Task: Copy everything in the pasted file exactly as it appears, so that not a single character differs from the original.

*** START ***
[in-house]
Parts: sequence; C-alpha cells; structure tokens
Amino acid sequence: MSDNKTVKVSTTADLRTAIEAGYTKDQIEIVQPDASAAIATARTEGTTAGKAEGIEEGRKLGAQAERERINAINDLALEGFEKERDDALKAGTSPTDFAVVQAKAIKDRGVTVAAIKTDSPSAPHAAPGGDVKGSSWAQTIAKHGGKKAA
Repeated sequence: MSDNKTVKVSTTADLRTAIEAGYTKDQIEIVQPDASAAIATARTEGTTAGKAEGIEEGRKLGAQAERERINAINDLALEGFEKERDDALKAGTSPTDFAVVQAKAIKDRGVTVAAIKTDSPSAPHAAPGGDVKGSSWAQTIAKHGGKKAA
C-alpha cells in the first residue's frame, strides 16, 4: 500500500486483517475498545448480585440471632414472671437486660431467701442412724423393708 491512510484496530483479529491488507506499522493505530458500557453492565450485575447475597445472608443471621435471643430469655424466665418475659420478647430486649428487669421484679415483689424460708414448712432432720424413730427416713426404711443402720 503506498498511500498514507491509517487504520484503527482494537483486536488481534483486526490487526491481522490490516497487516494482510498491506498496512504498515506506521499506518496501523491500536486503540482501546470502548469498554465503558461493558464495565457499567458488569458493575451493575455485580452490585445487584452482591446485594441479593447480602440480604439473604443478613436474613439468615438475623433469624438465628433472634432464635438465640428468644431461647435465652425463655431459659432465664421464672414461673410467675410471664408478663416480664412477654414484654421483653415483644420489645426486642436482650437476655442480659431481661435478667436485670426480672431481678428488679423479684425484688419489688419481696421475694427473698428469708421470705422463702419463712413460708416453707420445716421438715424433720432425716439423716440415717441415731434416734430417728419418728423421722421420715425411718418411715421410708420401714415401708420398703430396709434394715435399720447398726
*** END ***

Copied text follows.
[in-house]
Parts: sequence; C-alpha cells; structure tokens
Amino acid sequence: MSDNKTVKVSTTADLRTAIEAGYTKDQIEIVQPDASAAIATARTEGTTAGKAEGIEEGRKLGAQAERERINAINDLALEGFEKERDDALKAGTSPTDFAVVQAKAIKDRGVTVAAIKTDSPSAPHAAPGGDVKGSSWAQTIAKHGGKKAA
Repeated sequence: MSDNKTVKVSTTADLRTAIEAGYTKDQIEIVQPDASAAIATARTEGTTAGKAEGIEEGRKLGAQAERERINAINDLALEGFEKERDDALKAGTSPTDFAVVQAKAIKDRGVTVAAIKTDSPSAPHAAPGGDVKGSSWAQTIAKHGGKKAA
C-alpha cells in the first residue's frame, strides 16, 4: 500500500486483517475498545448480585440471632414472671437486660431467701442412724423393708 491512510484496530483479529491488507506499522493505530458500557453492565450485575447475597445472608443471621435471643430469655424466665418475659420478647430486649428487669421484679415483689424460708414448712432432720424413730427416713426404711443402720 503506498498511500498514507491509517487504520484503527482494537483486536488481534483486526490487526491481522490490516497487516494482510498491506498496512504498515506506521499506518496501523491500536486503540482501546470502548469498554465503558461493558464495565457499567458488569458493575451493575455485580452490585445487584452482591446485594441479593447480602440480604439473604443478613436474613439468615438475623433469624438465628433472634432464635438465640428468644431461647435465652425463655431459659432465664421464672414461673410467675410471664408478663416480664412477654414484654421483653415483644420489645426486642436482650437476655442480659431481661435478667436485670426480672431481678428488679423479684425484688419489688419481696421475694427473698428469708421470705422463702419463712413460708416453707420445716421438715424433720432425716439423716440415717441415731434416734430417728419418728423421722421420715425411718418411715421410708420401714415401708420398703430396709434394715435399720447398726